After resettling to Lansing from the war-torn Democratic Republic of the Congo 10 years ago, Otis Ebulela said he finally feels safe.
“When I don’t see no trouble,” said Ebulela, “I don’t worry about war and people who are gonna come kill somebody for no reason.”
Stories from refugees like Ebulela – who has worked at a Meijer grocery store since coming to mid-Michigan – were the focus of the "Refuge Lansing" exhibit hosted at Michigan State University this fall.
The exhibit was presented through a partnership with the James Madison College; the Writing, Rhetoric and American Cultures Department, or WRAC; the CAL Citizen Scholars Program; the English Language Center; and the MSU Library.
Through storytelling, the partnership with the "Refuge Lansing" project is intended to “invite dialogue about perceptions and understanding of the backgrounds, struggles, triumphs and contributions of those who join our communities from elsewhere,” as stated on the WRAC website.
Erika Brown-Binion, executive director of Lansing’s Refugee Development Center, described the exhibit as a way to help get to know refugees as humans who have become a part of the fabric of the Lansing community.
“These are mothers, fathers, teachers, business owners, home owners and students…they are people with hopes and dreams, just like you and I,” Brown-Binion said.
There are about 400-700 refugees resettled in the Lansing community each year, she said.
Brown-Binion describes the refugees with whom she works closely as “people who are really invested in our community.”
“The image of what a refugee is can be distorted because of what we see in the media or in stories,” she said. “‘Refugee’ has sometimes become a bad word."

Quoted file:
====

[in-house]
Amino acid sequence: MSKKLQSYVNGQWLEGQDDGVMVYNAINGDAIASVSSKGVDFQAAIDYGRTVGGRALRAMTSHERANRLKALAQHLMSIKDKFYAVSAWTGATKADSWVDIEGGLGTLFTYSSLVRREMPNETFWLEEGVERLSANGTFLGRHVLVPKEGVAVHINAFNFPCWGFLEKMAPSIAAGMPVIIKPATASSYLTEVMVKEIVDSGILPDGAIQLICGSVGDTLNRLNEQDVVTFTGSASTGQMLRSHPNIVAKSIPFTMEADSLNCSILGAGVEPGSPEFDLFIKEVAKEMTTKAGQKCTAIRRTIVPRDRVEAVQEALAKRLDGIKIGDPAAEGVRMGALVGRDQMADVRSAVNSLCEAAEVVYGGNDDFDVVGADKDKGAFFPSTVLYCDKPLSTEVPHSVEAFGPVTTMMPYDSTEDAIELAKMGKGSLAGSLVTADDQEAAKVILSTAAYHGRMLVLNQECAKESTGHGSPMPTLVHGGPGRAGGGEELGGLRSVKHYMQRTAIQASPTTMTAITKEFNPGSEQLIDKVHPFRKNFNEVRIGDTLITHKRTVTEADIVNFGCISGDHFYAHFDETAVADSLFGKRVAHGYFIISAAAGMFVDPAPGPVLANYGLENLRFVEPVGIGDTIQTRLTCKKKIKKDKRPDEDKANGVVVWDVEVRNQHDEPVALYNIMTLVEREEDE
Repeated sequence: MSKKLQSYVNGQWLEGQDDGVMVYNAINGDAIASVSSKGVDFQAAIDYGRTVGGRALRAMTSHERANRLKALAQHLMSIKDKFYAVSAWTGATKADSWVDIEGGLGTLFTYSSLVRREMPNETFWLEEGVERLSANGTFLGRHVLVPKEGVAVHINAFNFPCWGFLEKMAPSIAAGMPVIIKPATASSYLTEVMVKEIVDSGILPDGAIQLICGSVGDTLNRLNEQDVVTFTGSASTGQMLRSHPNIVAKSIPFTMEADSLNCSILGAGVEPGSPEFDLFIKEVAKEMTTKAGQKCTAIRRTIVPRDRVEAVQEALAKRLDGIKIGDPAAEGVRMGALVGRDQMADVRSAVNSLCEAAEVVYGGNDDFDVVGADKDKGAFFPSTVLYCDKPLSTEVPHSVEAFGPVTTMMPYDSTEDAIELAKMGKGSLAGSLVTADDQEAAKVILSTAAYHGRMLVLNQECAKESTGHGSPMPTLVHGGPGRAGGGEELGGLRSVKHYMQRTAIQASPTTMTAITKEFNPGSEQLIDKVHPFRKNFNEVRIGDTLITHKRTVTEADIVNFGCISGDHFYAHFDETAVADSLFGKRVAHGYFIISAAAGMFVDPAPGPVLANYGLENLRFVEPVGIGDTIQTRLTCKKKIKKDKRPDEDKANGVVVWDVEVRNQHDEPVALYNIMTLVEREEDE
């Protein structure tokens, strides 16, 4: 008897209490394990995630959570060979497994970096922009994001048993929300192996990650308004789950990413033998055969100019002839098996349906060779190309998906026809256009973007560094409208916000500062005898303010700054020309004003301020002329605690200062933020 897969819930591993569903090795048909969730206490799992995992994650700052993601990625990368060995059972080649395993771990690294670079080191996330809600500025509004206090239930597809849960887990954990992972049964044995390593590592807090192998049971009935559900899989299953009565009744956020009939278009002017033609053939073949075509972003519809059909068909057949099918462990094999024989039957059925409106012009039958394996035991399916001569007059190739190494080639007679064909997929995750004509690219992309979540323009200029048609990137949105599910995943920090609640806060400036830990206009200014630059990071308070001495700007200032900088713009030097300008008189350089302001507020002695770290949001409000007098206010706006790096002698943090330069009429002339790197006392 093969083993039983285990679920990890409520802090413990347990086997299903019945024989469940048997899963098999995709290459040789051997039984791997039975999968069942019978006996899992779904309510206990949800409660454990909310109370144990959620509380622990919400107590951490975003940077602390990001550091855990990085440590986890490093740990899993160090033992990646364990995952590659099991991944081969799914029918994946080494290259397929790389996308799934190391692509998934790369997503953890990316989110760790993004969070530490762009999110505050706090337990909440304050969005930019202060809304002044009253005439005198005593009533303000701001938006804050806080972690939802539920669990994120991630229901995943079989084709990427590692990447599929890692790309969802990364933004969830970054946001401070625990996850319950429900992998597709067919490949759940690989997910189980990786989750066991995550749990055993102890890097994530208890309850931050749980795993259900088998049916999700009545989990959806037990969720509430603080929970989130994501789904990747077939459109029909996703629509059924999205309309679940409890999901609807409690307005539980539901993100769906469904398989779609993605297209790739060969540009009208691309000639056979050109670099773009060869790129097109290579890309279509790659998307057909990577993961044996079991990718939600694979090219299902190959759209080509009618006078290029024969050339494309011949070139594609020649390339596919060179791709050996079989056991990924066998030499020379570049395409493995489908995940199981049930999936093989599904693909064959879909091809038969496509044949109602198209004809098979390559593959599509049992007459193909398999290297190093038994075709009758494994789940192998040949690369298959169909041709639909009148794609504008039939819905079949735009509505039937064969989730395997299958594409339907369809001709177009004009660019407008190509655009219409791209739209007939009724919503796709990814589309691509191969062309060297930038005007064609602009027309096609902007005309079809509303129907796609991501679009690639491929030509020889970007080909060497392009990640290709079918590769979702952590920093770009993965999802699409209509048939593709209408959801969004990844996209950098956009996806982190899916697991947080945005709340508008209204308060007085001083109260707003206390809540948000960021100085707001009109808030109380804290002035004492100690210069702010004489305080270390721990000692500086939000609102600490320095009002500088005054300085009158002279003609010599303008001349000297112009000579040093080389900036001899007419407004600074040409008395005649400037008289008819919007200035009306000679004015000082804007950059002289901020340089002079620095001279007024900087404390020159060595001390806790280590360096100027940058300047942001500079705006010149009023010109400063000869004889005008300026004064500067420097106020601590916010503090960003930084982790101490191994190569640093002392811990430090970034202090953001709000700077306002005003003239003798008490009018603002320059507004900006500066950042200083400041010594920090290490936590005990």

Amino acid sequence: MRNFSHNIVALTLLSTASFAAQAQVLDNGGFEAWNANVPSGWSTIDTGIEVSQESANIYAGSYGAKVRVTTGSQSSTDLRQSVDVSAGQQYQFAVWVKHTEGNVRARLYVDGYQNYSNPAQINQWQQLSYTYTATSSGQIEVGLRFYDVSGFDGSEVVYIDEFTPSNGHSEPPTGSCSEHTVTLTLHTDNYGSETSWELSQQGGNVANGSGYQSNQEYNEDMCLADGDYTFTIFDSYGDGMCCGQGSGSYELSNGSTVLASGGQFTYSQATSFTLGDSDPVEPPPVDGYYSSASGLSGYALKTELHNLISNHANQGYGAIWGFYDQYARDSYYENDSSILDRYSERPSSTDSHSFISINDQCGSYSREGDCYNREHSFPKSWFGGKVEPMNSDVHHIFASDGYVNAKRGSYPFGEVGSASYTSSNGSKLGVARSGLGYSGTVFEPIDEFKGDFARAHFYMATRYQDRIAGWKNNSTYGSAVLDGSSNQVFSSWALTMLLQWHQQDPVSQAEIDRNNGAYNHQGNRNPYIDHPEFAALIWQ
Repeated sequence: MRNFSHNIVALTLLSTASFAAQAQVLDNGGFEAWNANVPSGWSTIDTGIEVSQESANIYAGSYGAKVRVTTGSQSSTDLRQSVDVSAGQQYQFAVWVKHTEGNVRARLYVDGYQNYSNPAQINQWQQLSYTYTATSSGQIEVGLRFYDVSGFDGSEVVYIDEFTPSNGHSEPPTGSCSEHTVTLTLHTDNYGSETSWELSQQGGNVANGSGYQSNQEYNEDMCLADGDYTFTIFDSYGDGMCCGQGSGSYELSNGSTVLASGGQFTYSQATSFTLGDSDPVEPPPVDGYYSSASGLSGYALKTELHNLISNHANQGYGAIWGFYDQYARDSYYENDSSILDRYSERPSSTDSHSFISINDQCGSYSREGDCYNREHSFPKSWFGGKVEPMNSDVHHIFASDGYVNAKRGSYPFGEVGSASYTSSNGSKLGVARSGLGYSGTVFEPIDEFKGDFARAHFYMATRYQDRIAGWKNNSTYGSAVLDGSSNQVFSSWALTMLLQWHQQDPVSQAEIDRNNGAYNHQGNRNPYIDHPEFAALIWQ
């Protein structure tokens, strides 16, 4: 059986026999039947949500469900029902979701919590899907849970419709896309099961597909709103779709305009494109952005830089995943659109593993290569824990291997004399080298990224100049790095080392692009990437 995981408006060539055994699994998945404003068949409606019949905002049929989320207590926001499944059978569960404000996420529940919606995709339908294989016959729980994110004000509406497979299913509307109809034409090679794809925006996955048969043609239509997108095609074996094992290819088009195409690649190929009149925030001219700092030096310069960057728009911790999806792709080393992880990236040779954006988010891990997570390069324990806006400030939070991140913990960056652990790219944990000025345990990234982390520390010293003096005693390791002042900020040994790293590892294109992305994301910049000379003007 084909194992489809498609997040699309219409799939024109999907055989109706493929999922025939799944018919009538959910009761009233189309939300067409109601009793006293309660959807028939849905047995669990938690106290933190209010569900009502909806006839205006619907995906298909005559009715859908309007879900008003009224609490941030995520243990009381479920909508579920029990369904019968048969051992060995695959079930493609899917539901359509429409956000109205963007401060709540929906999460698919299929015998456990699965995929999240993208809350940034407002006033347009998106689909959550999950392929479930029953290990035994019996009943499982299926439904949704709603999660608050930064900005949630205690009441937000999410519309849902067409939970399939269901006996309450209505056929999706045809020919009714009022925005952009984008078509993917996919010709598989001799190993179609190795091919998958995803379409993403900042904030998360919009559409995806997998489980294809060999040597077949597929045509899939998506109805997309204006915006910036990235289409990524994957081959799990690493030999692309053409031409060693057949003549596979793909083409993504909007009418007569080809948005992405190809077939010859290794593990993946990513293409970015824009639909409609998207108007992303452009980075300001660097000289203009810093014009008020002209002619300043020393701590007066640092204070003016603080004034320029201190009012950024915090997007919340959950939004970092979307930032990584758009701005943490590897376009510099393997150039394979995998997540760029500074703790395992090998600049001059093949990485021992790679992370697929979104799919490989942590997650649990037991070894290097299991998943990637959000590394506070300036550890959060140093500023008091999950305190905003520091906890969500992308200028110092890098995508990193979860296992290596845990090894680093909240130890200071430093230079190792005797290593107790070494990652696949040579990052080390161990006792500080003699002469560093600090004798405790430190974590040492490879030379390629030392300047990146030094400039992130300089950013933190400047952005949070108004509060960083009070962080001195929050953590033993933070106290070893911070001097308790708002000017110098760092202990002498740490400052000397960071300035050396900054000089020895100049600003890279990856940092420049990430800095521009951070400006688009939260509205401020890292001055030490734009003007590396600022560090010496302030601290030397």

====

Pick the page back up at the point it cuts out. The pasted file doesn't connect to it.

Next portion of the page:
The storytelling exhibit features displays of intimate conversation with resettled refugees and applies human perspective to the global refugee crisis.
Ruelaine Stokes, a writer for the project and a former professor of English as a Second Language at MSU and Lansing Community College, describes storytelling as “inherently fascinating and natural to human beings.”
“It’s a way we learn about the world,” she said. “It’s easier to learn about refugees by talking to one refugee or by learning about one person’s story than to read a lot of abstract facts about refugees. You see it in a different dimension when you can see yourself in their shoes.”
Murtadha Abdul, also featured on the project, fled from Iraq to Turkey in 2008 and was resettled in America two years later.
“Any day I wasn’t worrying about being shot at was a good day,” Abdul said, reflecting on his life in Iraq. “You could barely walk down the street without being shot at.”
“These stories tragically are very common,” Stokes said. “We were trying to create an exhibit that shows more than the life of refugees, to show people the larger picture – to give a more realistic, honest picture of who refugees are.”
Less than 1 percent of the world’s refugees have the opportunity to be resettled. According to Binion, resettled refugees have no input on where they are resettled, leaving them in a foreign, unfamiliar area where they only have governmental assistance for several months.